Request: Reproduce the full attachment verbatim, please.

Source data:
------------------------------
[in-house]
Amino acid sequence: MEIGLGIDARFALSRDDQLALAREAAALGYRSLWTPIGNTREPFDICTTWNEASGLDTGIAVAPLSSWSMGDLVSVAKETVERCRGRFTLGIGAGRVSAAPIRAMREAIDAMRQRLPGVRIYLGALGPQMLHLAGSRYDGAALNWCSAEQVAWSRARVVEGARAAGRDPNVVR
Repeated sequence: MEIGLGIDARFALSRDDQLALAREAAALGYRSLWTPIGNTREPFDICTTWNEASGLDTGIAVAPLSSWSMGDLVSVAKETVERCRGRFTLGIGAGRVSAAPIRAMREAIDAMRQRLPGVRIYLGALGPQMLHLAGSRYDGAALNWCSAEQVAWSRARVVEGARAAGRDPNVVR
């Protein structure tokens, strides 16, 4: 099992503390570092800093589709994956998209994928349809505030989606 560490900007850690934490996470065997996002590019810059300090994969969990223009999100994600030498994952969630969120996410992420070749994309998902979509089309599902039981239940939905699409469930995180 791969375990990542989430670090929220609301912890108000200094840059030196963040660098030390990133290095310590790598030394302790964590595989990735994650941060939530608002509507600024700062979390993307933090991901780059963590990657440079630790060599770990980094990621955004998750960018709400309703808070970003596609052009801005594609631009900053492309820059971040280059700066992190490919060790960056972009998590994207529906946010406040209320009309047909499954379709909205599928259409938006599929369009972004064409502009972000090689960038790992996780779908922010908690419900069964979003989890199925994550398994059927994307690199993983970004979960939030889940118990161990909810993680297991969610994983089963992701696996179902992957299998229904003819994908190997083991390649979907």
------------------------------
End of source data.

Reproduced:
[in-house]
Amino acid sequence: MEIGLGIDARFALSRDDQLALAREAAALGYRSLWTPIGNTREPFDICTTWNEASGLDTGIAVAPLSSWSMGDLVSVAKETVERCRGRFTLGIGAGRVSAAPIRAMREAIDAMRQRLPGVRIYLGALGPQMLHLAGSRYDGAALNWCSAEQVAWSRARVVEGARAAGRDPNVVR
Repeated sequence: MEIGLGIDARFALSRDDQLALAREAAALGYRSLWTPIGNTREPFDICTTWNEASGLDTGIAVAPLSSWSMGDLVSVAKETVERCRGRFTLGIGAGRVSAAPIRAMREAIDAMRQRLPGVRIYLGALGPQMLHLAGSRYDGAALNWCSAEQVAWSRARVVEGARAAGRDPNVVR
């Protein structure tokens, strides 16, 4: 099992503390570092800093589709994956998209994928349809505030989606 560490900007850690934490996470065997996002590019810059300090994969969990223009999100994600030498994952969630969120996410992420070749994309998902979509089309599902039981239940939905699409469930995180 791969375990990542989430670090929220609301912890108000200094840059030196963040660098030390990133290095310590790598030394302790964590595989990735994650941060939530608002509507600024700062979390993307933090991901780059963590990657440079630790060599770990980094990621955004998750960018709400309703808070970003596609052009801005594609631009900053492309820059971040280059700066992190490919060790960056972009998590994207529906946010406040209320009309047909499954379709909205599928259409938006599929369009972004064409502009972000090689960038790992996780779908922010908690419900069964979003989890199925994550398994059927994307690199993983970004979960939030889940118990161990909810993680297991969610994983089963992701696996179902992957299998229904003819994908190997083991390649979907």